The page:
Disclosure: S.C.G. Tseng, Tissue Tech, Inc. (I, E), P 
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Figure 1
 
Nonresolving inflammation is correlated to progression from innate to adaptive immune responses. Under normal circumstances, infiltrating PMNs leads to apoptosis and apoptotic PMNs are cleared by M2 macrophages. Under pathological states, prolonged PMN infiltration delays their apoptosis. This leads to and together with delayed phagocytic clearance of apoptotic PMNs by M1 macrophages activates Th1 or Th17 lymphocytes of the adaptive immune response leading to nonhealing chronic wounds or ulcers. HC-HA/PTX3 purified from AM facilitates PMN apoptosis, polarizes M2 macrophages, and suppresses lymphocyte activation.
Figure 1
 
Nonresolving inflammation is correlated to progression from innate to adaptive immune responses. Under normal circumstances, infiltrating PMNs leads to apoptosis and apoptotic PMNs are cleared by M2 macrophages. Under pathological states, prolonged PMN infiltration delays their apoptosis. This leads to and together with delayed phagocytic clearance of apoptotic PMNs by M1 macrophages activates Th1 or Th17 lymphocytes of the adaptive immune response leading to nonhealing chronic wounds or ulcers. HC-HA/PTX3 purified from AM facilitates PMN apoptosis, polarizes M2 macrophages, and suppresses lymphocyte activation.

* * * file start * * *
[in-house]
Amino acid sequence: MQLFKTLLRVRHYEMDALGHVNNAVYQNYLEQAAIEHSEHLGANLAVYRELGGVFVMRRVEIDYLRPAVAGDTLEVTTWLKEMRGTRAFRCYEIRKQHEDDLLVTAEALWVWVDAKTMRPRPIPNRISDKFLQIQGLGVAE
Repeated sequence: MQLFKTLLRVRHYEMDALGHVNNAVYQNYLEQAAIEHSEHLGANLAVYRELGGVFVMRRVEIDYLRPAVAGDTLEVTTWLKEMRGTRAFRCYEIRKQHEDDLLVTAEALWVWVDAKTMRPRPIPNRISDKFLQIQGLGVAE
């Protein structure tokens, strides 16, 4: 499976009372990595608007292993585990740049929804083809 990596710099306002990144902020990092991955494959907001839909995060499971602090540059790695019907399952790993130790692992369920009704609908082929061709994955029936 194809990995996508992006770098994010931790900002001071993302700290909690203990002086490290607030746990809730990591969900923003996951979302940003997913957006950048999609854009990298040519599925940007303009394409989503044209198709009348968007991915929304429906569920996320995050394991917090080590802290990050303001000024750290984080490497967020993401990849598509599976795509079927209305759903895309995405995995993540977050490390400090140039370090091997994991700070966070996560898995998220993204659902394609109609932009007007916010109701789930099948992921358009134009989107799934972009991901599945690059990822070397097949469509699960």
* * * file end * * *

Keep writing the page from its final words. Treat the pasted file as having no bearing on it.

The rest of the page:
Figure 2
 
Formation of HC-HA/PTX3. IαI is composed of two heavy chains (HC1 and HC2) covalently linked to bikunin via a chondroitin sulfate. HCs from IαI are covalently transferred to HMW HA to form HC-HA complex via the catalytic action of TSG-6. PTX3 octamers are tightly associated with the HC-HA complex via binding with HCs.
Figure 2
 
Formation of HC-HA/PTX3. IαI is composed of two heavy chains (HC1 and HC2) covalently linked to bikunin via a chondroitin sulfate. HCs from IαI are covalently transferred to HMW HA to form HC-HA complex via the catalytic action of TSG-6. PTX3 octamers are tightly associated with the HC-HA complex via binding with HCs.